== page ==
Most of the ecological information and data are collected in the framework of temporally limited projects, simply because the collection costs are covered by the project funds. This trend commonly results in series of datasets that are predominately discontinuous or unevenly spread, geographically, temporally or ecologically. The latter becomes more obvious in the marine environment in which the collection costs are much higher than in the terrestrial realm due to the diverse and expensive floating means as well as the specific sampling gears and methods used. Several international projects which are targeted at continuous data collection from specific habitats have been launched in the last couple of decades. An exemplar project of this category is the NaGISA project (National Geography in Shore Areas; http://www.nagisa.coml.org/) which operates under the umbrella of CoML (Census of Marine Life, http://www.coml.org/). As the population of the professional taxonomists is diminishing, the mobilization of citizen scientists has become a key element to the success of the information and data collection process (e.g. Delaney et al. 2007, Hand 2010, Silvertown 2009, Trumbull et al. 2000). The implementation of citizen science in the marine environment currently faces two difficulties: (a) only the tidal zone can be approached by all citizens, and (b) the maximal depth safely reachable by recreational SCUBA divers is limited to 40 m. In the latter case, expensive diving equipment and certified training are required.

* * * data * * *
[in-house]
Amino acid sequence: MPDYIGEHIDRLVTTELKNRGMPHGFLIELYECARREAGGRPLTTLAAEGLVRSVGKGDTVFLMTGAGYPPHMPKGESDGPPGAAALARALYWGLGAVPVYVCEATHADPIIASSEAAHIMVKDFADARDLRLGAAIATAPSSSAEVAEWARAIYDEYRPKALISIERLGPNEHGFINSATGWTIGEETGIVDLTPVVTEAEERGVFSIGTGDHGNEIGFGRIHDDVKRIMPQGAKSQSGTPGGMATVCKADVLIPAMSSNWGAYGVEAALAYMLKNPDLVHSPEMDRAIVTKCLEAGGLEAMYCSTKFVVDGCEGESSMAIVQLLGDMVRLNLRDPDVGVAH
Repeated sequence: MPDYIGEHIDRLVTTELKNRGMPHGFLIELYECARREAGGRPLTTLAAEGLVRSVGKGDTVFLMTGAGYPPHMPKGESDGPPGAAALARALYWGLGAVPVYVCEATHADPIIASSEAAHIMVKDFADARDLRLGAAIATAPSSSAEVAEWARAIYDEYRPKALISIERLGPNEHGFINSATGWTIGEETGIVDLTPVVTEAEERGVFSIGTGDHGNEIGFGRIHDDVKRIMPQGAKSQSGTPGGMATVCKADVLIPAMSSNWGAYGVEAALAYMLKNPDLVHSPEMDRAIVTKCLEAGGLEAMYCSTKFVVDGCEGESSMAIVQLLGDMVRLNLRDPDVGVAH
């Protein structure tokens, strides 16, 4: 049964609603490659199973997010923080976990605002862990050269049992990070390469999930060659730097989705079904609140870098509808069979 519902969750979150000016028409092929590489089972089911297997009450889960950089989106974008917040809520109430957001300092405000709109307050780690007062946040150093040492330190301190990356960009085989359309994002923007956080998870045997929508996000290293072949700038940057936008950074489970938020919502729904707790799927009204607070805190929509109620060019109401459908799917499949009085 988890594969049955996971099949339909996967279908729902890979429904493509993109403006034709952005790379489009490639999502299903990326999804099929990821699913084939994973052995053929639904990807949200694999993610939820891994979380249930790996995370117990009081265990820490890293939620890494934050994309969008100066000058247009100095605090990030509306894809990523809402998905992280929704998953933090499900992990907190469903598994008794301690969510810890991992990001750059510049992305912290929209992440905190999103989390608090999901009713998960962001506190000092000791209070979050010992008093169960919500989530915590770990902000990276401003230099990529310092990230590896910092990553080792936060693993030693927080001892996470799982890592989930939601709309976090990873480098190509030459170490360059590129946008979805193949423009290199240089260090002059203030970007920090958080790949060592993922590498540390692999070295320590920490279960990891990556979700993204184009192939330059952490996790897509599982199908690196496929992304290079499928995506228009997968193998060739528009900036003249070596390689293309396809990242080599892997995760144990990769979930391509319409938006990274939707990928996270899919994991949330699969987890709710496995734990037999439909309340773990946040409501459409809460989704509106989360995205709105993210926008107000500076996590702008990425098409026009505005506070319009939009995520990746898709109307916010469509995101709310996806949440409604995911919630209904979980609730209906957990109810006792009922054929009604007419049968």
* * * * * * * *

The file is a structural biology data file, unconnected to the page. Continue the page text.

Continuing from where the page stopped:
Community development in web-based biodiversity data systems and the role of COMBER

COMBER (Citizens’ Network for the Observation of Marine BiodivERsity, http://www.comber.hcmr.gr) is a pilot project which has been initiated under the ViBRANT e-infrastructure and as part of this it taps into a suite of developments aimed at supporting virtual research communities in biodiversity science. ViBRANT is a European funded FP7 project (2010-2013) with the goal to provide an integrated framework of existing and newly developed services for managing biodiversity data. Scratchpads are the platform for these developments, and this platform is based on Drupal. Within ViBRANT the necessary links will be constructed to enable a free and usable data flow between Scratchpads and existing standardized taxonomic infrastructures (e.g. CBOL, EDIT platform, EOL, GBIF).